Written by: Mark Waid
Pencils by: Mike del Mundo
Colours by: Mike del Mundo, Marco D’alfonso
Here it is, the comic people have been waiting for. While Mark Waid’s All-New, All-Different Avengers (ANAD Avengers) started off strong, it always felt weighed down by, among other things, its younger characters (Kamala Khan, Miles Morales, Sam Alexander). The idea was admirable, making the Avengers act more like mentors and bringing a youthful perspective to the team, but it never really gelled and they felt like a hindrance. But now those characters have been shipped off to Mark Waid’s Champions, and that’s actually a very good read that focuses on youthful waywardness and hormones. So with the kids out of the way in a well-written series, Mark Waid can finally write a great classic-style Avengers comic too, right? Well, if so, it’s not this issue.
A big strength of Mark Waid’s is that he’s able to write epic stories that are still emotionally grounded and strong in characterisation. This is not the case with Avengers #1. All the characters come off as flat, with characters maybe having one personality trait, if that. If you just jumped onto this comic, you’d walk away knowing basically nothing about anyone. Spider-Man is jokey and the Wasp (Nadia Pym) doesn’t like Spider-Man, because we needed bad comedy, and that’s it. It’s even more noticeable for me, as I read Champions #2 before this and am re-reading Waid’s Flash run, both of which are very strong on characterisation. But here, the characters serve as tools to move the story along, and nothing more.
But lack of character work can be forgiven if the actual story is good enough, right? Unfortunately, that is not the case here. The story is a sort-of follow-up to the first arc of ANAD Avengers, so if you haven’t read that, be prepared to not know what characters are referencing. It features the return of Kang, a longtime Avengers villain based around time-travel, but you’d be forgiven for thinking he’s a newer creation, as both Kang and the Avengers seem to have forgotten all the trappings of time-travel stories along with Kang’s capabilities. The result is a boring story where everyone is an idiot, so you’re not exactly compelled to read any further. And, as mentioned, there isn’t any strong character work to justify the boring story. There is also a subplot about Peter Parker trying to fill the role of Tony Stark and fund the Avengers, and it goes about how you would expect it to. So you’ve got a boring story and a mediocre at best story, and a comic that fails to evoke any kind of emotional response from you besides frustration.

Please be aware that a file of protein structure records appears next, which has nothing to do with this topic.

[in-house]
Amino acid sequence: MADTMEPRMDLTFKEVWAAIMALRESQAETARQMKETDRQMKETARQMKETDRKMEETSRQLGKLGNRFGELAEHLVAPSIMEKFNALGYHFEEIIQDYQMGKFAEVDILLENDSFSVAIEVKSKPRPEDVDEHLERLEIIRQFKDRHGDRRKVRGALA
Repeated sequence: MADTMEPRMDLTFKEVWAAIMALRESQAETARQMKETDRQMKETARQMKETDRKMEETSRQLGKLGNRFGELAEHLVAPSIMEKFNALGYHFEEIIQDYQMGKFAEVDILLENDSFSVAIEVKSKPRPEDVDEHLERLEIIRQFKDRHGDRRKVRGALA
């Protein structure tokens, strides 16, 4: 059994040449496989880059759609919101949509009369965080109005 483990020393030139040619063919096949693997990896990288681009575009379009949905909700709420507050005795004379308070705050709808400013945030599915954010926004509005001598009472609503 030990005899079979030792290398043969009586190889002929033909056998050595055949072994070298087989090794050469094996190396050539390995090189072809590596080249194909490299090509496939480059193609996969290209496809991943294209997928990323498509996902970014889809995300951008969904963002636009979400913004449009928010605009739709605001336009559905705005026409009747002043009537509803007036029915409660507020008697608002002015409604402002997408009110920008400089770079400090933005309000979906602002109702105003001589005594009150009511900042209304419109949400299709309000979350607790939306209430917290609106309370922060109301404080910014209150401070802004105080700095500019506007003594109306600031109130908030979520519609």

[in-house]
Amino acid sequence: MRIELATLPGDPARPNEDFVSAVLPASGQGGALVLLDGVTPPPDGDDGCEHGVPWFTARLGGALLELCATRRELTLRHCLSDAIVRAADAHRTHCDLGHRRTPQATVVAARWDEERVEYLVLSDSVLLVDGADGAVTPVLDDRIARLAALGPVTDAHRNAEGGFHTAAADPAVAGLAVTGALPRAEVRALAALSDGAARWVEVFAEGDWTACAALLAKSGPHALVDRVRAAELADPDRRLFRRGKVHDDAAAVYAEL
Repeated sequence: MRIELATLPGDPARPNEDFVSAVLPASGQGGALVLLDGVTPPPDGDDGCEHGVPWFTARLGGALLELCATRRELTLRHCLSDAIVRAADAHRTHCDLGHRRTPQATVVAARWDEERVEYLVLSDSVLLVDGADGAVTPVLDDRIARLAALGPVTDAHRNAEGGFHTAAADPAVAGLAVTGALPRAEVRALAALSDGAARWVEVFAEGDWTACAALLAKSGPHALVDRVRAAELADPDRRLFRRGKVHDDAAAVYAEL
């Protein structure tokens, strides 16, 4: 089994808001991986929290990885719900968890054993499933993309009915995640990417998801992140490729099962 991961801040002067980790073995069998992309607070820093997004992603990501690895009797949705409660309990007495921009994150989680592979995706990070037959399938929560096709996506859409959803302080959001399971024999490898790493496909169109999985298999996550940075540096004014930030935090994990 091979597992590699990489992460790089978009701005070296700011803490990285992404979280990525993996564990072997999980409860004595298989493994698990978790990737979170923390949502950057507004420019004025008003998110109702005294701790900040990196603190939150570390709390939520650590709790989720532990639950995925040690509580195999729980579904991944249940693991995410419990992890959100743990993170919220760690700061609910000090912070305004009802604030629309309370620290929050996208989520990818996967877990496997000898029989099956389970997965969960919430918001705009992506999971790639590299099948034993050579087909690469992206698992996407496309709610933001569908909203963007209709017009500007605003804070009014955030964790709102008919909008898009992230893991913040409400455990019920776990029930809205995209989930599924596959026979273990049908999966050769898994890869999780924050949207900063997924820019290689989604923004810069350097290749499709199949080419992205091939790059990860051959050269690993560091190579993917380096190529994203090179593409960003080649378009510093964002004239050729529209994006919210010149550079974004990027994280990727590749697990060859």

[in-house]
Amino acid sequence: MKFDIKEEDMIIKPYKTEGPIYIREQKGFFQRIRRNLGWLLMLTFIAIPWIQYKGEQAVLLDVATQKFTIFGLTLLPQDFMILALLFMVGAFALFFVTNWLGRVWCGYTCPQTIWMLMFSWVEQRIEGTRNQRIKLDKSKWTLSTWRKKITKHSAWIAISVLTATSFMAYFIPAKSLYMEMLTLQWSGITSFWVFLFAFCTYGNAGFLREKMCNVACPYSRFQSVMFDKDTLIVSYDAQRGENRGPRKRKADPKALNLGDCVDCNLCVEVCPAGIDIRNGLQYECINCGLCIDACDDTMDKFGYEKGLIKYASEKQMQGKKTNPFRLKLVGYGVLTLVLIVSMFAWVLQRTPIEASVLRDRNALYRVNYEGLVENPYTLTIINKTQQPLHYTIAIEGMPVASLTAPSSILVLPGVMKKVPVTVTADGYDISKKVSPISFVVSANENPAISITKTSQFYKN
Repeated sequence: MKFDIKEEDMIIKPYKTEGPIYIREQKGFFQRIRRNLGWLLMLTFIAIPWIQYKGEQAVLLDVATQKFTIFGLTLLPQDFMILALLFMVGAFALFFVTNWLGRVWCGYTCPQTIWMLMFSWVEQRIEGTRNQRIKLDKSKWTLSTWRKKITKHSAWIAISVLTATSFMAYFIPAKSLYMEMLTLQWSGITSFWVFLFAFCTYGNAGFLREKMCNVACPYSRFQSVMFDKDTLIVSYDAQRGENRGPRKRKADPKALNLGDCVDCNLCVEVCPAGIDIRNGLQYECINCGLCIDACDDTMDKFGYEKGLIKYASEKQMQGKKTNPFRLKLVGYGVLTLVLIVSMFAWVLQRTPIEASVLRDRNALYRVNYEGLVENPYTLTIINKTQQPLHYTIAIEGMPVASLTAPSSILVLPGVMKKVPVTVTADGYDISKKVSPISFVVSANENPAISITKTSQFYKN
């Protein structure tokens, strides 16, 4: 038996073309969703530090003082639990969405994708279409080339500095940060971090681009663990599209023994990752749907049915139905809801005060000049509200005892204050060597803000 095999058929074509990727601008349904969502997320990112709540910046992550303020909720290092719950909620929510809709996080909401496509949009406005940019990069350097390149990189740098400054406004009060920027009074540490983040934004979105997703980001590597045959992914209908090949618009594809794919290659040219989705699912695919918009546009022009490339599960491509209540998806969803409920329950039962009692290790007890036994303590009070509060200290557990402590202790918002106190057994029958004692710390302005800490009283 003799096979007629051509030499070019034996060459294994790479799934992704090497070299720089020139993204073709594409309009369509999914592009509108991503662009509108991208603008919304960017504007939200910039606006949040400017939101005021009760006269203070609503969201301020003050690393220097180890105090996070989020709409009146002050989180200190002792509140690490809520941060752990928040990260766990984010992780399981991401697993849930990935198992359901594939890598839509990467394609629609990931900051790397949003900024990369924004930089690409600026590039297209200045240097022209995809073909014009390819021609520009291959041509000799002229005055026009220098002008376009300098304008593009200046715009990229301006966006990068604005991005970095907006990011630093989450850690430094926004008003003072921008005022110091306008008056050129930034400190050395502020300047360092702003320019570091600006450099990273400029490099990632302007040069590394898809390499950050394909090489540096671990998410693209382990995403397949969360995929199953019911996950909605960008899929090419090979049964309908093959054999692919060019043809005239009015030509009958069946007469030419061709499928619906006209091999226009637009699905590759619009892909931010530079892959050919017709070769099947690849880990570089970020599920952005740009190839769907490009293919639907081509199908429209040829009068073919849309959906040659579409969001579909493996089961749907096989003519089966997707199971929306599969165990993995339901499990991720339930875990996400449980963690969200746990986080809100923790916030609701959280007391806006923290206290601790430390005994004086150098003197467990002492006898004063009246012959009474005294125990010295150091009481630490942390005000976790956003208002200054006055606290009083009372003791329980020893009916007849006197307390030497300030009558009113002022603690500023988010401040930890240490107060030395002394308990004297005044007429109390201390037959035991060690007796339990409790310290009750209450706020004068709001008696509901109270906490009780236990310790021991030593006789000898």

But maybe Avengers is at least pretty to look at, right? Well, yes. Mike del Mundo draws some lovely pages and has some fun with layouts, taking advantage of the time-travel narrative to draw some trippy images. And it’s all coloured beautifully, with a painted look. However, it’s got its flaws. Backgrounds are very faint, if they even exist, and action flows particularly badly past the first scene, with one panel in particular where I’m still not sure what happened. So the art, while mostly nice to look at, doesn’t read particularly well.
When I finished with Avengers #1, I had a question: who is this comic aimed towards? Classic Avengers fans are probably not pleased that the team features mostly legacy characters and no big traditional Avengers character. Mark Waid fans probably expected better character work from him. Fans of the individual characters don’t get anything, as the characters are flat and no mention is made of their solo adventures. In the end, Avengers #1 feels like a comic made out of obligation; Marvel heard that people wanted a more epic, classic Avengers take. And that comic was made, but in a manner that lacks love, effort and imagination, but without being so terrible as to warrant any kind of backlash. Avengers #1 is almost passive-aggressive in how boring it is, and I sincerely hope it gets better.
2/5 – Below average